The demand for alcohol by the Muslim officials was all too common and hypocritical. Sabang is in the province of Banda Aceh, the most strict and conservative Muslim province of mostly moderate Muslim Indonesia. Readers may remember that there was a long and bloody civil war between conservative Muslims in Banda Aceh province and the rest of the provinces of Indonesia from the late 1990s until 2004. The only thing that brought about peace was the horrific tsunami of 2004. A truce of sorts was reached in which Banda Aceh province was given considerable autonomy, which allowed them to be the only province in Indonesia where Sharia law was allowed to go into effect.

Sharia absolutely prohibits the drinking or selling of alcohol. Over the years one of the obstacles to tourism in Banda Aceh — besides the civil war — was the prohibition against alcohol. Yet quarantine officials were still demanding it from cruisers.

Hopefully that will be worked out. And I have to say that we felt completely welcomed by the community during our stay, enjoying wonderful peace and goodwill. In fact, I was originally on my way west, but have decided to stay at least a few weeks more, during which time I'll finally get certified to scuba. The water here is too clear and the people too friendly to rush off.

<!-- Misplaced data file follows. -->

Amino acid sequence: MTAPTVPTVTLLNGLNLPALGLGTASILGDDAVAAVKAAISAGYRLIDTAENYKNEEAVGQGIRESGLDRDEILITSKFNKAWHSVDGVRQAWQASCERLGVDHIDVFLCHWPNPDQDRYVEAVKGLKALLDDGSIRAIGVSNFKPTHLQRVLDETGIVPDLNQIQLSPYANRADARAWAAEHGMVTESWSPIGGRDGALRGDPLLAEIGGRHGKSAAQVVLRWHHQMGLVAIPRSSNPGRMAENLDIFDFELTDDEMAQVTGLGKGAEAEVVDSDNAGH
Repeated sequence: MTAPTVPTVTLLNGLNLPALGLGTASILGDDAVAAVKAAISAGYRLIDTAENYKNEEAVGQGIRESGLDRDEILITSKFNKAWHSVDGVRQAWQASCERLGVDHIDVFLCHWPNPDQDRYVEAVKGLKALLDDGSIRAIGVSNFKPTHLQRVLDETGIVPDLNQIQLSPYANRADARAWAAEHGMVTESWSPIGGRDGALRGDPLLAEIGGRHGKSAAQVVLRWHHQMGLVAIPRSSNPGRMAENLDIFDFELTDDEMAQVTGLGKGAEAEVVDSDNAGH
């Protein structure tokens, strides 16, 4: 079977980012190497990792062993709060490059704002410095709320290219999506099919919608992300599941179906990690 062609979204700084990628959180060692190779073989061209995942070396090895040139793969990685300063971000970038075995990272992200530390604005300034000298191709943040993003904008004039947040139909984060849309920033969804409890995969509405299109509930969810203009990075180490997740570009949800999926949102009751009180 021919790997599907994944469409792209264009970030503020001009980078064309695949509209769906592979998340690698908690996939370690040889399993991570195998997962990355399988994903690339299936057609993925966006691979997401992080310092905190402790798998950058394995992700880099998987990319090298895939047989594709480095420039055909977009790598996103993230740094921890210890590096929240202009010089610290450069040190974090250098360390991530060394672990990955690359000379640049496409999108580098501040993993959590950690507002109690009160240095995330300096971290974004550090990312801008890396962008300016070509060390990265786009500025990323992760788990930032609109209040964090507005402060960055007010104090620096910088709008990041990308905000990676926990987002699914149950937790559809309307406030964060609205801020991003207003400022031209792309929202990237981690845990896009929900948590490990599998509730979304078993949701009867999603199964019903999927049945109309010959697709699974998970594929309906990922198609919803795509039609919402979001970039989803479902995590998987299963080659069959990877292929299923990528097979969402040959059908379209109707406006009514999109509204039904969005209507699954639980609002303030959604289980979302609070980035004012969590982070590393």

— tom 04/29/2016

Iolani — Hughes 48
Sylvia and Barry Stompe
Angels On Maui
(Sausalito, Hawaii)

After sailing from Puerto Vallarta to and around French Polynesia, we sailed up to Hawaii. We've since been spending the winter in the Hawaiian Islands, waiting for the summer weather and the development of the Pacific High before continuing on to Vancouver, B.C.

After the exotic delights of French Polynesia, we weren't very excited to be headed back to the U.S. In addition, we had some concerns about the Island's reputation for few sheltered anchorages.

Now that we've actually come to Hawaii, we've had some wonderful surprises. First, we've managed to find shelter from the often-boisterous wind and seas. Second, the ubiquity of humpback whales near Maui in February and March has been a great joy we hadn't expected.

A third pleasant surprise was the discovery of what we call the 'Gardening Angels of Maui'. Shortly after we arrived in the vicinity of Lahaina, we received the following message:

"We live in the neighborhood above where you are anchored. We can see you from our lanai, and it warms our hearts to see you and your neighboring yacht. We are sailors, too, having sailed our Cal 2-46 The Enchantress from Newport Beach to the Islands many years ago. After cruising, we berthed her at Schoonmaker Marina in Sausalito, where she lived six more years until we moved to Berkeley. After living in Berkeley for 30 years, we moved to Maui in 2008. We are now farmers.

"We cannot stay off of the water, however, and now have an 18-ft RIB with twin 40-hp engines. We go out every chance we get to be with the whales. Last Saturday you and your friends passed us as you headed to Lanai. It was really a beautiful sight for us. I'm telling you this because seeing you anchored off our shores brings back so many incredible memories of when we were cruising, and when we spent our time on weekends at Schoonmaker with our two small children and sailing the Bay and beyond."

It was signed Doris and Gordon.